[Photo credit: Teens embody a growth mindset on the high ropes course at Camp Fire Columbia’s Camp Namanu, outside of Portland, Oregon, in August 2017.]
Do you believe people can change? Do you think we can grow? Do you consider things like intelligence, talents and skills prizes of a random genetic lottery or qualities anybody can develop with time and tenacity?
Camp Fire is built around the belief that we can boost our smarts, develop new skills (or lose them if we don’t practice) and learn new ways to, well, learn.
In the Camp Fire world, mistakes aren’t failures; they are an important part of how we grow.
This approach to life and learning is called a growth mindset, and it permeates Camp Fire’s culture.
In the words of Stanford’s Dr. Carol Dweck, “In a growth mindset, people believe that their most basic abilities can be developed through dedication and hard work—brains and talent are just the starting point. This view creates a love of learning and a resilience that is essential for great accomplishment.”
Love of learning? Check. Resilience? Yep. We’re all about that. Once kids and teens have found their sparks, a growth mindset arms them with the curiosity and grit to develop them.
How do you know if you have a growth mindset? As yourself a few simple questions (or take Dr. Dweck’s in-depth quiz, if you have more time).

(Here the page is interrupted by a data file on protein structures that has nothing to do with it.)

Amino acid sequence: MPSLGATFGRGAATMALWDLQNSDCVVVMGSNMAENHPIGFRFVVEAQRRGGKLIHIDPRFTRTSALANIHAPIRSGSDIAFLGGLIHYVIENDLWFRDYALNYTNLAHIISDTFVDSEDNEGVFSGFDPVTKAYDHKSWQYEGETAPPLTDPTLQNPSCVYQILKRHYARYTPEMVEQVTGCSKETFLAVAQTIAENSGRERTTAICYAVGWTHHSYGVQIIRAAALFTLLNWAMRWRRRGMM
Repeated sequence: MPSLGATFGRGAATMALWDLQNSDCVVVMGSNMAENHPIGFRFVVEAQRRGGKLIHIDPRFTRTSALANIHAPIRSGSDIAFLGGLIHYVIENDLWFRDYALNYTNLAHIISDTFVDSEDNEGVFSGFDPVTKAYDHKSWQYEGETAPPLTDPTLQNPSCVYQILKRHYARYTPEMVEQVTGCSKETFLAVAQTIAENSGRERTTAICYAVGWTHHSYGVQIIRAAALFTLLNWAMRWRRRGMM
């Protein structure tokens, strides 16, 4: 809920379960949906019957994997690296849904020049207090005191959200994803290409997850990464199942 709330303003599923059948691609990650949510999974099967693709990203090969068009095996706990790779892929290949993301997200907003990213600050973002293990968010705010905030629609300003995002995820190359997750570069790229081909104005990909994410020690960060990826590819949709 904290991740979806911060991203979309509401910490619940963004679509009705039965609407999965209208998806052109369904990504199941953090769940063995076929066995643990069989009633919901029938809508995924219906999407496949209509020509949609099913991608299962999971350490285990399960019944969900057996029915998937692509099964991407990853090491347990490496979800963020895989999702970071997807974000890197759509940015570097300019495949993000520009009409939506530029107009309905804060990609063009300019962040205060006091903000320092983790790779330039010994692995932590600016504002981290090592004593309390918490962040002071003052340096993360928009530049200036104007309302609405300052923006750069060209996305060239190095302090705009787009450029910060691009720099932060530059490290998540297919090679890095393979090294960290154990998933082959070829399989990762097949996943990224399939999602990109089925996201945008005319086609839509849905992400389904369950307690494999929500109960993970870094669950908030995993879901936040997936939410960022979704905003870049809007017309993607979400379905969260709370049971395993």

If you nodded yup to 2 and 4, you’re working that growth mindset like a boss. If you answered yeah, probably to 1 and 3, you are likely operating out of a fixed mindset.
- When you describe your own skills and talents, do you generally say they are things you were born with…
- ...or things you worked hard to develop?
- When you run into a challenge, do you often blame the problem on a personal lack (“I’m just not creative”)...
- ...or get curious about what you could change to find a solution?
[Photo credit: Riding horses at Camp Fire Central Puget Sound’s Camp Sealth on Vashon Island, Washington, in Aug. 2017.]
A fixed mindset is the opposite of a growth mindset. It assumes intelligence and talents are innate: you either have them or you don’t. If we don’t question that mindset, we’re left feeling anxious that we don’t have what it takes to overcome obstacles…and can’t do anything to change those deficiencies.
Fortunately, neuroscience shows us that our brains are malleable. Our brains grow when we use them—just like our muscles. We can teach ourselves to adopt a growth mindset, just like any other skill. We can change! That’s good news because having a growth mindset is scientifically linked to all kinds of great stuff, including higher parental school involvement, the ability to weather traumatic events, and lower rates of childhood depression and anxiety.
We’re going to spend September exploring growth mindsets here on the blog and across our social media accounts. Follow along and join in the #growthmindset conversation!